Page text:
Transport through the aquifer
The grain size distribution of soil shows that alluvial sand is more silty and clayey than eolian, and confirms the difference in hydraulic behaviour between alluvial and eolian sand. The cation exchange capacity (CEC) for strontium-90 will be higher in the alluvial because of a higher clay content. This leads to a higher distribution coefficient for strontium-90.
Continuous pressure recording in different piezometers on site and in the exclusion zone give the direction and magnitude of the water flow through the aquifer. The change in pressure is mainly related to rainfall or snowmelt events.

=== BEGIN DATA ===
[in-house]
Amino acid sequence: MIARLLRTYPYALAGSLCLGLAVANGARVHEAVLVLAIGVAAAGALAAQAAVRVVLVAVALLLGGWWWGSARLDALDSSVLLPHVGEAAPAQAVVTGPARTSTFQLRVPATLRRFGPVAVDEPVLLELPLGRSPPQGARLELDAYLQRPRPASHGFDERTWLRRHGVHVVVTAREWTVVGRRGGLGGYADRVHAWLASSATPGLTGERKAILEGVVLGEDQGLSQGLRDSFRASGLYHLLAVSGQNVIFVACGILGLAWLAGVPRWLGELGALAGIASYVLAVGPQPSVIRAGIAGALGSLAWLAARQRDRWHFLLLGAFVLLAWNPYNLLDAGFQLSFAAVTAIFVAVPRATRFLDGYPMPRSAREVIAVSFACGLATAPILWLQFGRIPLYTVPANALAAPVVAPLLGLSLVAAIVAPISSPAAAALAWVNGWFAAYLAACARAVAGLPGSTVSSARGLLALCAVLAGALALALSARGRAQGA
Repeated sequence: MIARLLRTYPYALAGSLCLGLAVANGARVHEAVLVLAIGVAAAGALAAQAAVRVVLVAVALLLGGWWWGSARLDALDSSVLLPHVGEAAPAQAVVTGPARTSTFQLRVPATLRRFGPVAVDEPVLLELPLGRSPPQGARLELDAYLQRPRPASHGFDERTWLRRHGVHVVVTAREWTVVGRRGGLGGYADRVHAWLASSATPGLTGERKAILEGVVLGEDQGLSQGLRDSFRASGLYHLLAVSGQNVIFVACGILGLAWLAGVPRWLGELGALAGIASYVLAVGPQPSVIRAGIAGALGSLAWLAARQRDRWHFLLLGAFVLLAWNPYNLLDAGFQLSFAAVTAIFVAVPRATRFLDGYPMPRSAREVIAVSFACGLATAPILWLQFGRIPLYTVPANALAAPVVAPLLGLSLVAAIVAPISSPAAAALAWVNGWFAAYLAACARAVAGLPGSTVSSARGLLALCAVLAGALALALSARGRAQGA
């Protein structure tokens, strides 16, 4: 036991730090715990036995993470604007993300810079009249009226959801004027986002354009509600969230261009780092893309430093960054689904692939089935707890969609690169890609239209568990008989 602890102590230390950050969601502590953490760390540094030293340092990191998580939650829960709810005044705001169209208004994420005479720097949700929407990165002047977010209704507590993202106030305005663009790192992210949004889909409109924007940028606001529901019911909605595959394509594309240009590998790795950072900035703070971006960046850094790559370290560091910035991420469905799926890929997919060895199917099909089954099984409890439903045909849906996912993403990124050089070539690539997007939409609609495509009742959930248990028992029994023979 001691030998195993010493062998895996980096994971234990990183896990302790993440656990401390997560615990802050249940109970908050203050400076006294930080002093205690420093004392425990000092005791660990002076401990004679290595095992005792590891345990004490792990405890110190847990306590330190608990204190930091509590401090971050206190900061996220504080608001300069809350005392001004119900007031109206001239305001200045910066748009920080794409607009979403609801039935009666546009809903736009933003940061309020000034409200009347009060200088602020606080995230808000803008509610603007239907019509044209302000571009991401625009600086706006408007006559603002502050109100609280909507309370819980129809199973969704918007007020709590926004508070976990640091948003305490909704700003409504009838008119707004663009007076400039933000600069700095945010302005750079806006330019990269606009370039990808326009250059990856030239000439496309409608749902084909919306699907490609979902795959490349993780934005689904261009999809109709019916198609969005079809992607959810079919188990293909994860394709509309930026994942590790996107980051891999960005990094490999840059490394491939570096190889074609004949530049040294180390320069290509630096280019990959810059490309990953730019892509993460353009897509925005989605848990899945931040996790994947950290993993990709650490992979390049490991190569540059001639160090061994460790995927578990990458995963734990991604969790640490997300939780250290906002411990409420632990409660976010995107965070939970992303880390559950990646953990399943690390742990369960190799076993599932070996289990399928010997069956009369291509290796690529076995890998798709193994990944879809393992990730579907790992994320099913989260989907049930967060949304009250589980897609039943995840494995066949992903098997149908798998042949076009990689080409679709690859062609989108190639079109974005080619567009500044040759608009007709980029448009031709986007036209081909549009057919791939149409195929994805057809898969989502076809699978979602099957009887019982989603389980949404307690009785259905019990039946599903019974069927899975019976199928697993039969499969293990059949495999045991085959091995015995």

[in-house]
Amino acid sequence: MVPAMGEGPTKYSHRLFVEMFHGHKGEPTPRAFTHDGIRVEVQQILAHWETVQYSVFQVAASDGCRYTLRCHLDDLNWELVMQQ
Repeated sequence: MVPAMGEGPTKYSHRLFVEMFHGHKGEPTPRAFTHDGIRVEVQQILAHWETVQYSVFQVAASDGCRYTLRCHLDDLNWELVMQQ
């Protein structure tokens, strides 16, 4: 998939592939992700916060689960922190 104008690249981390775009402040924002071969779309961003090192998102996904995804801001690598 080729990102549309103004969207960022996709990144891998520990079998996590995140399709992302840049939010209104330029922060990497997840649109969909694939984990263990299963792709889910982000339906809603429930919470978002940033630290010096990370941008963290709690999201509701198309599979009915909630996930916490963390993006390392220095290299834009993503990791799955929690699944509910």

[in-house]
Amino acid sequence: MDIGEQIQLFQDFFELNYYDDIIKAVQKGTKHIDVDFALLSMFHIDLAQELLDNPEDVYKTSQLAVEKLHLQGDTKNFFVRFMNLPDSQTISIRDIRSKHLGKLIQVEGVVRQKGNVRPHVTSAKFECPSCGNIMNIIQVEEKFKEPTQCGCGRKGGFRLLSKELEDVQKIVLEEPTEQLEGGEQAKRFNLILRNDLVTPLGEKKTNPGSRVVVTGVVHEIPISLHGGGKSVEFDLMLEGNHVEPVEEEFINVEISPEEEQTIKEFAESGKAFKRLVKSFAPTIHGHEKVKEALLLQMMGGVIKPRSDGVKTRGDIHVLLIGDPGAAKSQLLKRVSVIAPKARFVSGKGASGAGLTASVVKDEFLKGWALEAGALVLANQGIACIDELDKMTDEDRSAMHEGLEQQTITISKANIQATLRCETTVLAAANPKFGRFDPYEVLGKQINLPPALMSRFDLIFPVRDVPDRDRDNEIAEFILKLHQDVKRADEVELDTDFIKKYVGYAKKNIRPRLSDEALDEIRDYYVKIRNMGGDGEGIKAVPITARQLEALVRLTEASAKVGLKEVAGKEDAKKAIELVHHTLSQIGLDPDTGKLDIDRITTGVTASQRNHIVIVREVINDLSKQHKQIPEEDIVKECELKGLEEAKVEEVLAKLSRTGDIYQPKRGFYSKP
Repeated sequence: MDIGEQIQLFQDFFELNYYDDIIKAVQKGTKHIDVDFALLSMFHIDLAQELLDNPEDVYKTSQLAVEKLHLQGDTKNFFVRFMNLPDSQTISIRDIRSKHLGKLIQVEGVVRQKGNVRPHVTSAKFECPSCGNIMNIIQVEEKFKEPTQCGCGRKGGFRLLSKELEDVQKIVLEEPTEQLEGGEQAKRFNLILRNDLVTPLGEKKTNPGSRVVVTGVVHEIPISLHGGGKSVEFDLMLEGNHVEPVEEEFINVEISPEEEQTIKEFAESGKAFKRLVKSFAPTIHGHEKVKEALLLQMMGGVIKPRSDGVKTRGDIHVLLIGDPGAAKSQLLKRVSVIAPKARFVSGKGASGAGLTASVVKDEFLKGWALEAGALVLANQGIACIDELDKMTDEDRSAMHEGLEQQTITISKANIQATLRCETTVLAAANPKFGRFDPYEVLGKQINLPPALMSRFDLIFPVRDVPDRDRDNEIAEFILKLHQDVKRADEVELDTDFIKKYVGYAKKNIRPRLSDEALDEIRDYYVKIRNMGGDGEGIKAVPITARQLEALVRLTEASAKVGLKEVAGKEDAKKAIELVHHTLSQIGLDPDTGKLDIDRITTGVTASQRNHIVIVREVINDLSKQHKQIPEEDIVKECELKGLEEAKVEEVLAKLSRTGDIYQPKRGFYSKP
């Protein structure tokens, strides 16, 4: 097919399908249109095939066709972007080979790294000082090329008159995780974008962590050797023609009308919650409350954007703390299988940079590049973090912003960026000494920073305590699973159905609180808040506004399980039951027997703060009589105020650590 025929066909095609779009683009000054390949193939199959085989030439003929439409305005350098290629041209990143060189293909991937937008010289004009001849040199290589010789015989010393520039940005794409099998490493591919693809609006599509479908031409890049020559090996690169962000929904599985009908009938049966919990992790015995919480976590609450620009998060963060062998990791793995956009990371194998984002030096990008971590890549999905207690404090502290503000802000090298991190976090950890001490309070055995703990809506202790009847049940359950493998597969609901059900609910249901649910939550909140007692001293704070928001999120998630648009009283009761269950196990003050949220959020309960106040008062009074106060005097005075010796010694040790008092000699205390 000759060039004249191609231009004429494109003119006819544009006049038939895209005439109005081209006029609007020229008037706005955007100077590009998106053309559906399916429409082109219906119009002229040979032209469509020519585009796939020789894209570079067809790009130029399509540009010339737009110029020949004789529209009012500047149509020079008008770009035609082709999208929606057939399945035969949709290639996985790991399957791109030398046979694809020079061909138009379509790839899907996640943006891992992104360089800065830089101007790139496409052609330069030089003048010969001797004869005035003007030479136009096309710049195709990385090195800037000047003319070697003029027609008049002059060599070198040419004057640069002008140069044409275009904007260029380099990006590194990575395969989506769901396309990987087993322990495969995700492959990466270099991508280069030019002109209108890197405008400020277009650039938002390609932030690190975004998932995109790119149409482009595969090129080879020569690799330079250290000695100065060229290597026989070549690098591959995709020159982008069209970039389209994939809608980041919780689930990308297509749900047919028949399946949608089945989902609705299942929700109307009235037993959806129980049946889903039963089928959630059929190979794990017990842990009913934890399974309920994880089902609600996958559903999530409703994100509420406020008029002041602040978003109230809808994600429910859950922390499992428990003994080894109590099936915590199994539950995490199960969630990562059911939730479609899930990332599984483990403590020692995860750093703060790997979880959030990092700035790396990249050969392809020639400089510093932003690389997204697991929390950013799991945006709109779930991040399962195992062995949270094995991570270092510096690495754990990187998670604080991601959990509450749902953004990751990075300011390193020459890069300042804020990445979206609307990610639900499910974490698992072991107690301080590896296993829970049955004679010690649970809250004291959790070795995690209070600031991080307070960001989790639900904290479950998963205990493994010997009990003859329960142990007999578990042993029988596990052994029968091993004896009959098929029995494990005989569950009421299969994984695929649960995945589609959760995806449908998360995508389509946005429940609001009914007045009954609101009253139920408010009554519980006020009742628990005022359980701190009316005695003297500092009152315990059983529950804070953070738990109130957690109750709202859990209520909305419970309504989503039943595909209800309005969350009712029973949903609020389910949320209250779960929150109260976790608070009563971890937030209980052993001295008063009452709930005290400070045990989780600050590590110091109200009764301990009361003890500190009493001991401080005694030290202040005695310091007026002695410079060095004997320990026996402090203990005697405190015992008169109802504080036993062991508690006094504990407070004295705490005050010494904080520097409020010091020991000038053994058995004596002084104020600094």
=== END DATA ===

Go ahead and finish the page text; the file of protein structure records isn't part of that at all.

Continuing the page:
Regular sampling campains follow changes in groundwater quality and the movement of radionuclides, strontium-90 in particular.
All of this information allowed the numerical simulation of the Sr90-plume from the trench through the UZ and in the aquifer as represented here in a cross-section along the cross-section AB.
Research to come in the next years will aim to :
Investigating the influence of transient flow variations, hydraulic and chemical,
Understanding the details of transport through the unsaturated zone,
Looking at the influence of the trench composition on the aquifer chemistry,
Identifying the possible transport of some transuranium elements with complex chemical behaviour.